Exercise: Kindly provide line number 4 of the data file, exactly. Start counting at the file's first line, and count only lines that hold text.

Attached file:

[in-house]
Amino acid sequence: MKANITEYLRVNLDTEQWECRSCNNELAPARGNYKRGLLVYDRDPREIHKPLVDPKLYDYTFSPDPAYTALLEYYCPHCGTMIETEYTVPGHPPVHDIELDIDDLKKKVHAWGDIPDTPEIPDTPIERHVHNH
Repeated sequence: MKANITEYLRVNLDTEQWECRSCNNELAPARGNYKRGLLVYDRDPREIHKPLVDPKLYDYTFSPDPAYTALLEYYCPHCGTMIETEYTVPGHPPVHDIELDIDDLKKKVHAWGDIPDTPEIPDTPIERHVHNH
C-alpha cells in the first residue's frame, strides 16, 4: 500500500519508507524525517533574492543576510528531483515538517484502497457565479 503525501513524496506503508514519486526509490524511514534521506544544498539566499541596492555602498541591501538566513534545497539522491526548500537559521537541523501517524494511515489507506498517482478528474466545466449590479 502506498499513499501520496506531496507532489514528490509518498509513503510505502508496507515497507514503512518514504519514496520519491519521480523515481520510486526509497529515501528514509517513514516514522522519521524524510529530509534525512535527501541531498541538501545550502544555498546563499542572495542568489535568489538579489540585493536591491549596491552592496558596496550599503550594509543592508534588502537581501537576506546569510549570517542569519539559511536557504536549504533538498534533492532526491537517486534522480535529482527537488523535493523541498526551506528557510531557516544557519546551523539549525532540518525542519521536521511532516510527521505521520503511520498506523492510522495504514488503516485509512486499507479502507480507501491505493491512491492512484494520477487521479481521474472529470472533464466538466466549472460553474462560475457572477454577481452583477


C-alpha cells in the first residue's frame, strides 16, 4: 500500500519508507524525517533574492543576510528531483515538517484502497457565479 503525501513524496506503508514519486526509490524511514534521506544544498539566499541596492555602498541591501538566513534545497539522491526548500537559521537541523501517524494511515489507506498517482478528474466545466449590479 502506498499513499501520496506531496507532489514528490509518498509513503510505502508496507515497507514503512518514504519514496520519491519521480523515481520510486526509497529515501528514509517513514516514522522519521524524510529530509534525512535527501541531498541538501545550502544555498546563499542572495542568489535568489538579489540585493536591491549596491552592496558596496550599503550594509543592508534588502537581501537576506546569510549570517542569519539559511536557504536549504533538498534533492532526491537517486534522480535529482527537488523535493523541498526551506528557510531557516544557519546551523539549525532540518525542519521536521511532516510527521505521520503511520498506523492510522495504514488503516485509512486499507479502507480507501491505493491512491492512484494520477487521479481521474472529470472533464466538466466549472460553474462560475457572477454577481452583477